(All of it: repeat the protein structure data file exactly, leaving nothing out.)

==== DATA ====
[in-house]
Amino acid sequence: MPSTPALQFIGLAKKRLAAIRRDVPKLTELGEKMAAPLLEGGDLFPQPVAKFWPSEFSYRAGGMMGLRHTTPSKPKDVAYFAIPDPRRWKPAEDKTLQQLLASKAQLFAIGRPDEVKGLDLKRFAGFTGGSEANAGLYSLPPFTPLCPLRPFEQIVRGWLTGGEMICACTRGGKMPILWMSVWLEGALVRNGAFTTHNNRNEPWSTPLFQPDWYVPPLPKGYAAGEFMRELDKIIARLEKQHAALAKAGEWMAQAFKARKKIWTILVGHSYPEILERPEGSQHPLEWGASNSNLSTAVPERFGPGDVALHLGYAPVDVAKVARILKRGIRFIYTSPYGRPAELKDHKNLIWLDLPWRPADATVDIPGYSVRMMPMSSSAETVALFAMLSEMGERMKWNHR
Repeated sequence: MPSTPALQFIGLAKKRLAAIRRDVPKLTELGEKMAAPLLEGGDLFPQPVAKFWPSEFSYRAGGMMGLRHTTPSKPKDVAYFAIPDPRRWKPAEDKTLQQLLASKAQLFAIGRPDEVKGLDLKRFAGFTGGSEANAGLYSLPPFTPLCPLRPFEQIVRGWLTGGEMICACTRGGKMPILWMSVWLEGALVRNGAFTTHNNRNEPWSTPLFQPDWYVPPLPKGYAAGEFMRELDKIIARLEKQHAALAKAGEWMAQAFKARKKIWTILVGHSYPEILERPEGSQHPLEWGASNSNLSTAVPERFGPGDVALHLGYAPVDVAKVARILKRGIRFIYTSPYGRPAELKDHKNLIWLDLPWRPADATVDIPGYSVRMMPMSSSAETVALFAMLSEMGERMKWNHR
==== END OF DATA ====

[in-house]
Amino acid sequence: MPSTPALQFIGLAKKRLAAIRRDVPKLTELGEKMAAPLLEGGDLFPQPVAKFWPSEFSYRAGGMMGLRHTTPSKPKDVAYFAIPDPRRWKPAEDKTLQQLLASKAQLFAIGRPDEVKGLDLKRFAGFTGGSEANAGLYSLPPFTPLCPLRPFEQIVRGWLTGGEMICACTRGGKMPILWMSVWLEGALVRNGAFTTHNNRNEPWSTPLFQPDWYVPPLPKGYAAGEFMRELDKIIARLEKQHAALAKAGEWMAQAFKARKKIWTILVGHSYPEILERPEGSQHPLEWGASNSNLSTAVPERFGPGDVALHLGYAPVDVAKVARILKRGIRFIYTSPYGRPAELKDHKNLIWLDLPWRPADATVDIPGYSVRMMPMSSSAETVALFAMLSEMGERMKWNHR
Repeated sequence: MPSTPALQFIGLAKKRLAAIRRDVPKLTELGEKMAAPLLEGGDLFPQPVAKFWPSEFSYRAGGMMGLRHTTPSKPKDVAYFAIPDPRRWKPAEDKTLQQLLASKAQLFAIGRPDEVKGLDLKRFAGFTGGSEANAGLYSLPPFTPLCPLRPFEQIVRGWLTGGEMICACTRGGKMPILWMSVWLEGALVRNGAFTTHNNRNEPWSTPLFQPDWYVPPLPKGYAAGEFMRELDKIIARLEKQHAALAKAGEWMAQAFKARKKIWTILVGHSYPEILERPEGSQHPLEWGASNSNLSTAVPERFGPGDVALHLGYAPVDVAKVARILKRGIRFIYTSPYGRPAELKDHKNLIWLDLPWRPADATVDIPGYSVRMMPMSSSAETVALFAMLSEMGERMKWNHR